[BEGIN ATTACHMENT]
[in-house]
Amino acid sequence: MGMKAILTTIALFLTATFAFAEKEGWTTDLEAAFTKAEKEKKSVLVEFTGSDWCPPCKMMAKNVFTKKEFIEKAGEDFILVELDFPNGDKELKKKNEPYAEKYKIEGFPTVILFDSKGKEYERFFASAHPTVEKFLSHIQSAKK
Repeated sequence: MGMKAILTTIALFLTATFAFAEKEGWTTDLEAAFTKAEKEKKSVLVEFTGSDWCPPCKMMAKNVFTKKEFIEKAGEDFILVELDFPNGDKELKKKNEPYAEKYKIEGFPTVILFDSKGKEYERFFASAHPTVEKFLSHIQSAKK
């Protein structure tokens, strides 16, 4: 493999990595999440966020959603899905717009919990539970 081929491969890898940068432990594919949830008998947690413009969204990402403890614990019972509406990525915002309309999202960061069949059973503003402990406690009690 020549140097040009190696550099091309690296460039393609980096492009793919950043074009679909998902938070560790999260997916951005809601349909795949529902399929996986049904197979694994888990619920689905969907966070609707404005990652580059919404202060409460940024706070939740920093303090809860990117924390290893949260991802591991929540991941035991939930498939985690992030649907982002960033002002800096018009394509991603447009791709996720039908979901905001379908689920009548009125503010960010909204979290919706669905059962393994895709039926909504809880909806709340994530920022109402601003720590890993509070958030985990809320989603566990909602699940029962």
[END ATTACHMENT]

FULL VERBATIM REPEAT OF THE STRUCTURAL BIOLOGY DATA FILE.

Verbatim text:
[in-house]
Amino acid sequence: MGMKAILTTIALFLTATFAFAEKEGWTTDLEAAFTKAEKEKKSVLVEFTGSDWCPPCKMMAKNVFTKKEFIEKAGEDFILVELDFPNGDKELKKKNEPYAEKYKIEGFPTVILFDSKGKEYERFFASAHPTVEKFLSHIQSAKK
Repeated sequence: MGMKAILTTIALFLTATFAFAEKEGWTTDLEAAFTKAEKEKKSVLVEFTGSDWCPPCKMMAKNVFTKKEFIEKAGEDFILVELDFPNGDKELKKKNEPYAEKYKIEGFPTVILFDSKGKEYERFFASAHPTVEKFLSHIQSAKK
């Protein structure tokens, strides 16, 4: 493999990595999440966020959603899905717009919990539970 081929491969890898940068432990594919949830008998947690413009969204990402403890614990019972509406990525915002309309999202960061069949059973503003402990406690009690 020549140097040009190696550099091309690296460039393609980096492009793919950043074009679909998902938070560790999260997916951005809601349909795949529902399929996986049904197979694994888990619920689905969907966070609707404005990652580059919404202060409460940024706070939740920093303090809860990117924390290893949260991802591991929540991941035991939930498939985690992030649907982002960033002002800096018009394509991603447009791709996720039908979901905001379908689920009548009125503010960010909204979290919706669905059962393994895709039926909504809880909806709340994530920022109402601003720590890993509070958030985990809320989603566990909602699940029962």